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landscape
fences
Costa Rica
Central America
Jaco
Puntarenas Province
living fences


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Photo replaced on August 21, 2016
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Living Fences from a Speeding Bus – Near Quepos, Puntarenas Province, Costa Rica

Living Fences from a Speeding Bus – Near Quepos, Puntarenas Province, Costa Rica
Along the curvy, narrow roads of Costa Rica there are long fences, beautiful trees and sometimes an innovative combination of the two. Living fences offer strong, sustainable alternative to standard manufactured posts. A living fence or "live fence" is made of trees spaced evenly in a line to form a property border or barrier. A barrier would have the trees closer together and may have barbed wire woven between the trees.

Living fences have many benefits over their dead counterparts. The root systems of the trees decrease erosion and give the fences a sturdier foundation beyond posts pushed into the ground. If the trees are allowed to grow freely, they will provide shade for crops and animals in the closed area. Depending on the type of tree used, it may also offer fruit. If the limbs of the trees are trimmed, they can be used for firewood, timber or for more fence posts. Pochote trees are the most common tree used for living fences. These trees have sharp thorns on their trunks that make them threatening to potential intruders.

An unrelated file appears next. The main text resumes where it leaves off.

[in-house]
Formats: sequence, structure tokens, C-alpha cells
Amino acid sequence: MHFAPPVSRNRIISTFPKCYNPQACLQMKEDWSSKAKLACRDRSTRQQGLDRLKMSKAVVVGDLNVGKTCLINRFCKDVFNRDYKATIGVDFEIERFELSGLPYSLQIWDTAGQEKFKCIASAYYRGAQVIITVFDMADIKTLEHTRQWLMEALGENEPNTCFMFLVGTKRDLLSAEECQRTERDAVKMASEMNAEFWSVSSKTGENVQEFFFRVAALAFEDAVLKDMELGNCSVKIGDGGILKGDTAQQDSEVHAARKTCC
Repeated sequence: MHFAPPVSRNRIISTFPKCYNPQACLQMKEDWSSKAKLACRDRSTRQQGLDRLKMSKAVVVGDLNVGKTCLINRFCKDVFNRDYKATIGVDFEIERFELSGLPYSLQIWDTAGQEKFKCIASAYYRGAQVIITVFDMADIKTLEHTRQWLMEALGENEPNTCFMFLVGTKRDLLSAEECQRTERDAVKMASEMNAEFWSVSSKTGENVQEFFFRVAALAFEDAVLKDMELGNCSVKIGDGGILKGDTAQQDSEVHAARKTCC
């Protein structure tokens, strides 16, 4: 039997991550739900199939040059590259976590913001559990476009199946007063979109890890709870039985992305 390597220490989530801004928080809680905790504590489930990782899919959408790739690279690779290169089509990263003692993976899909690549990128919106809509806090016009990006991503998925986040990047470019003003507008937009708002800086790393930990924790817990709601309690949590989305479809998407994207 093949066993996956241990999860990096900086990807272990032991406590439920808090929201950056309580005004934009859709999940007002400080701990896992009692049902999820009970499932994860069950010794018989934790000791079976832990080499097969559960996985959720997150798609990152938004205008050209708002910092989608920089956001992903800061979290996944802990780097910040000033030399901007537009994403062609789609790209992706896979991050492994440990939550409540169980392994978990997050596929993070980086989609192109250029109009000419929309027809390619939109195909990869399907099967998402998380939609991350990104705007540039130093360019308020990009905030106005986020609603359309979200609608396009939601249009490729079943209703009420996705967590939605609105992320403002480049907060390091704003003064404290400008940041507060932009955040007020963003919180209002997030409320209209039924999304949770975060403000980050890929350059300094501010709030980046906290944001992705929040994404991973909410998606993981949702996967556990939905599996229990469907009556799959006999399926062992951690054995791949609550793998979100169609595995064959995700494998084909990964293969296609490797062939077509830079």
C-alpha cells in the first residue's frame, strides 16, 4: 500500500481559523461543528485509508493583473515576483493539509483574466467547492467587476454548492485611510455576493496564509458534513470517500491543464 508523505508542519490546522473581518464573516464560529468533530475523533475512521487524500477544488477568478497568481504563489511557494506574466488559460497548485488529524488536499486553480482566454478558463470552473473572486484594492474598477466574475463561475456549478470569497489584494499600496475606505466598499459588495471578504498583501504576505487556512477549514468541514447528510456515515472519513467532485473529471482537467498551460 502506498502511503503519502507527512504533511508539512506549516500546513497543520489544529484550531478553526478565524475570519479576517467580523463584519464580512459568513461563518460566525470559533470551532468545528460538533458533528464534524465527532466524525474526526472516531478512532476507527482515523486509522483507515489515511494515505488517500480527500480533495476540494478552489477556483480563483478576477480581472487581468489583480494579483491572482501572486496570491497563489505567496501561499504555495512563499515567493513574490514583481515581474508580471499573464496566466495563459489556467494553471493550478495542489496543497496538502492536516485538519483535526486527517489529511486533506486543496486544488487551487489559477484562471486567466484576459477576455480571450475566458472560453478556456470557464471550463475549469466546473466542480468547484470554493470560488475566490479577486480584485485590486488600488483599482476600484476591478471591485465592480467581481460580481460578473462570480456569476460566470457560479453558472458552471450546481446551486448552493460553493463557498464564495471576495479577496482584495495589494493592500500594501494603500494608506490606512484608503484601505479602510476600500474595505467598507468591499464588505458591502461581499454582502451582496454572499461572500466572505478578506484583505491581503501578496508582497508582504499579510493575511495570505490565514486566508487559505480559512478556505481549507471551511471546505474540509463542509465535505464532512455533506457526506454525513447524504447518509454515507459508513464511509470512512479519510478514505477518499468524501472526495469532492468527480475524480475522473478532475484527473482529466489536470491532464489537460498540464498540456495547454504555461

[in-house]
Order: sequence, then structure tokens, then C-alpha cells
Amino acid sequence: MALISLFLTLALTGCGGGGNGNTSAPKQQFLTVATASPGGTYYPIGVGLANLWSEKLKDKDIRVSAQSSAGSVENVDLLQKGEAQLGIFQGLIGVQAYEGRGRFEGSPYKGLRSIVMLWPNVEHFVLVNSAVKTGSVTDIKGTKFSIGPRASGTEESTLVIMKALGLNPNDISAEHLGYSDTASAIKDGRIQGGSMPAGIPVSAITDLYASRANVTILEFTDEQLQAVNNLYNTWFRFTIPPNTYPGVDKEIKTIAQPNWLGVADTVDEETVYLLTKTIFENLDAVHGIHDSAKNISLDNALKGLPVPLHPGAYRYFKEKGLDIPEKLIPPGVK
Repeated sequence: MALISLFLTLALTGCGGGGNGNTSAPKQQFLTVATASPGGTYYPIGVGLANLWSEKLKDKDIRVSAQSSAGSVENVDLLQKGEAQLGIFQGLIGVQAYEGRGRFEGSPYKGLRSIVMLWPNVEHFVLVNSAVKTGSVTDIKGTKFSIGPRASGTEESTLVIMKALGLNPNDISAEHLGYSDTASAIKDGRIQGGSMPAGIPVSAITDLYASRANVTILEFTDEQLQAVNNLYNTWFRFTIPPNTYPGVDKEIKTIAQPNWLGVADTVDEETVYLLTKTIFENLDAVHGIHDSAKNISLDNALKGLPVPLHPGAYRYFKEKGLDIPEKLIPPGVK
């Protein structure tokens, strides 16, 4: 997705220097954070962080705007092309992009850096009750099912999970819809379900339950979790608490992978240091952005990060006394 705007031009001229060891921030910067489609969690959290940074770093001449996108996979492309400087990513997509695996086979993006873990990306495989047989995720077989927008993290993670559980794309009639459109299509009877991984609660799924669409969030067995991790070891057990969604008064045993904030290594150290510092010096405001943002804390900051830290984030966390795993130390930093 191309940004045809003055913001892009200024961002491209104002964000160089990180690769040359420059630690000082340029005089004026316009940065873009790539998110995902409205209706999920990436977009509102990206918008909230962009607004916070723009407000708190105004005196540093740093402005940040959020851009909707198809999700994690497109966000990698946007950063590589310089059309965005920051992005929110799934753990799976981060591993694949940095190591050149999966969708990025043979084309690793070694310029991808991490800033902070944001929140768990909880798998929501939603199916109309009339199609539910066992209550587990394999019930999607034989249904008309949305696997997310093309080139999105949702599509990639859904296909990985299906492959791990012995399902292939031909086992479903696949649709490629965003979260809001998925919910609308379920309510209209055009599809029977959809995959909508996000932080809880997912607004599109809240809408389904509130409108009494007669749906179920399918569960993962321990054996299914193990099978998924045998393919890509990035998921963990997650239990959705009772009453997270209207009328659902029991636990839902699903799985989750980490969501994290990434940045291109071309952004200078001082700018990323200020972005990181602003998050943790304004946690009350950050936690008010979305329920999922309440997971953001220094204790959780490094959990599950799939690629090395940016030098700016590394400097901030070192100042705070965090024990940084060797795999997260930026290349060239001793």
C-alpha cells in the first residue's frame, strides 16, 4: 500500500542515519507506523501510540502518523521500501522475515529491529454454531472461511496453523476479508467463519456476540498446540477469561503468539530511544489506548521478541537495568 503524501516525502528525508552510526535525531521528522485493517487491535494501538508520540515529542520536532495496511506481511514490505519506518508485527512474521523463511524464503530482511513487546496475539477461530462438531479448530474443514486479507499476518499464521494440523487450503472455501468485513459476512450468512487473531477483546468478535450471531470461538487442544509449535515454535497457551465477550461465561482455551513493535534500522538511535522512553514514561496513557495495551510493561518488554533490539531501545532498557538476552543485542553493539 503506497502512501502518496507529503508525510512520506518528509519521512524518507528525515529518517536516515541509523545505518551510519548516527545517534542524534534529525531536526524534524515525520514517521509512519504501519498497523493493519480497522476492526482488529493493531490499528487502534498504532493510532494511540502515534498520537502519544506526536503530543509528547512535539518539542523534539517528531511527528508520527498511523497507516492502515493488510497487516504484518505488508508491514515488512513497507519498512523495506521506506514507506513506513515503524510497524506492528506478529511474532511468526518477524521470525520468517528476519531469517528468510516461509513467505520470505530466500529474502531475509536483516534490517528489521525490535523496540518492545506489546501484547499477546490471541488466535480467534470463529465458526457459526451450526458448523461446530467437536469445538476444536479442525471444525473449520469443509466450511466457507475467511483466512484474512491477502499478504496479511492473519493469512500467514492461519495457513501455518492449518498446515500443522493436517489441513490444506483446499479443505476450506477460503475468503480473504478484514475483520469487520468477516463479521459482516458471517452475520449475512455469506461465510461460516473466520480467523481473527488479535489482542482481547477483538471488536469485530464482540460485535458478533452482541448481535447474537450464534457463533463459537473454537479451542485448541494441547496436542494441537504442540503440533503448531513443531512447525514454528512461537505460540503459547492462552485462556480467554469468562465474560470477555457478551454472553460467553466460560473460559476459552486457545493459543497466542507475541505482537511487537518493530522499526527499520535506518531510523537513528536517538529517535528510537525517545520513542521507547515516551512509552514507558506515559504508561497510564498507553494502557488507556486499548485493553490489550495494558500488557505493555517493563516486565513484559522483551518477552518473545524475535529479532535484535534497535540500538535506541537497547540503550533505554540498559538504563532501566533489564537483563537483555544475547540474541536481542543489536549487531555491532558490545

Aside from security, privacy, sustainability and overall environmental friendliness of living fences, there are also economic benefits. Living fences don’t have to be replaced as often as traditional fence posts because of the self-healing nature of trees. This saves money that would have been spent on the initial purchase and subsequent purchases.

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